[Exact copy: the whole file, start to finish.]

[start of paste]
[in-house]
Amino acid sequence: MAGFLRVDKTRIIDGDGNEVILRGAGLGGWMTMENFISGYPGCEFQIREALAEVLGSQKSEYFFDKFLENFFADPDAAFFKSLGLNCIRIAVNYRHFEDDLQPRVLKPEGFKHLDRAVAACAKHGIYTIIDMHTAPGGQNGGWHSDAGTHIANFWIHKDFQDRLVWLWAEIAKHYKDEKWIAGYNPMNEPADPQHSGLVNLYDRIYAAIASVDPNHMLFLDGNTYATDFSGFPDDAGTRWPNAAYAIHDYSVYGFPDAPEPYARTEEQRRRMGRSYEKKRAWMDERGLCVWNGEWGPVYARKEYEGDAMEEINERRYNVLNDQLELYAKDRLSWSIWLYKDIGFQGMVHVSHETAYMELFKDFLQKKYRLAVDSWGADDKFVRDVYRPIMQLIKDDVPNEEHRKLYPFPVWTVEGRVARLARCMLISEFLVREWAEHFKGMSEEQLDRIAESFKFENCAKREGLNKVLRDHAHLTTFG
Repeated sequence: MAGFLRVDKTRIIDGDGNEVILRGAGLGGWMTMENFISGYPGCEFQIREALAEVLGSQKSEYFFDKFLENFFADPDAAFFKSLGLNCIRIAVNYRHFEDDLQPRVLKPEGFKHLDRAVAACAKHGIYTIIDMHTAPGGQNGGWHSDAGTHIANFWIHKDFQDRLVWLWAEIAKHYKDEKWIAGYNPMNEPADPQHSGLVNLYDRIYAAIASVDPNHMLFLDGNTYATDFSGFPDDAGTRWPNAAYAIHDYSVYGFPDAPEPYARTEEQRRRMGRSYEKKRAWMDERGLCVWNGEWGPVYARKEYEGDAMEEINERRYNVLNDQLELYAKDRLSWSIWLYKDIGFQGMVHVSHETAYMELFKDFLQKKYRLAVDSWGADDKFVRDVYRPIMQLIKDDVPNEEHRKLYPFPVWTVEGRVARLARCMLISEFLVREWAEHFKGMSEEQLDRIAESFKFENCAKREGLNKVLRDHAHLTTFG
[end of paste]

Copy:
[in-house]
Amino acid sequence: MAGFLRVDKTRIIDGDGNEVILRGAGLGGWMTMENFISGYPGCEFQIREALAEVLGSQKSEYFFDKFLENFFADPDAAFFKSLGLNCIRIAVNYRHFEDDLQPRVLKPEGFKHLDRAVAACAKHGIYTIIDMHTAPGGQNGGWHSDAGTHIANFWIHKDFQDRLVWLWAEIAKHYKDEKWIAGYNPMNEPADPQHSGLVNLYDRIYAAIASVDPNHMLFLDGNTYATDFSGFPDDAGTRWPNAAYAIHDYSVYGFPDAPEPYARTEEQRRRMGRSYEKKRAWMDERGLCVWNGEWGPVYARKEYEGDAMEEINERRYNVLNDQLELYAKDRLSWSIWLYKDIGFQGMVHVSHETAYMELFKDFLQKKYRLAVDSWGADDKFVRDVYRPIMQLIKDDVPNEEHRKLYPFPVWTVEGRVARLARCMLISEFLVREWAEHFKGMSEEQLDRIAESFKFENCAKREGLNKVLRDHAHLTTFG
Repeated sequence: MAGFLRVDKTRIIDGDGNEVILRGAGLGGWMTMENFISGYPGCEFQIREALAEVLGSQKSEYFFDKFLENFFADPDAAFFKSLGLNCIRIAVNYRHFEDDLQPRVLKPEGFKHLDRAVAACAKHGIYTIIDMHTAPGGQNGGWHSDAGTHIANFWIHKDFQDRLVWLWAEIAKHYKDEKWIAGYNPMNEPADPQHSGLVNLYDRIYAAIASVDPNHMLFLDGNTYATDFSGFPDDAGTRWPNAAYAIHDYSVYGFPDAPEPYARTEEQRRRMGRSYEKKRAWMDERGLCVWNGEWGPVYARKEYEGDAMEEINERRYNVLNDQLELYAKDRLSWSIWLYKDIGFQGMVHVSHETAYMELFKDFLQKKYRLAVDSWGADDKFVRDVYRPIMQLIKDDVPNEEHRKLYPFPVWTVEGRVARLARCMLISEFLVREWAEHFKGMSEEQLDRIAESFKFENCAKREGLNKVLRDHAHLTTFG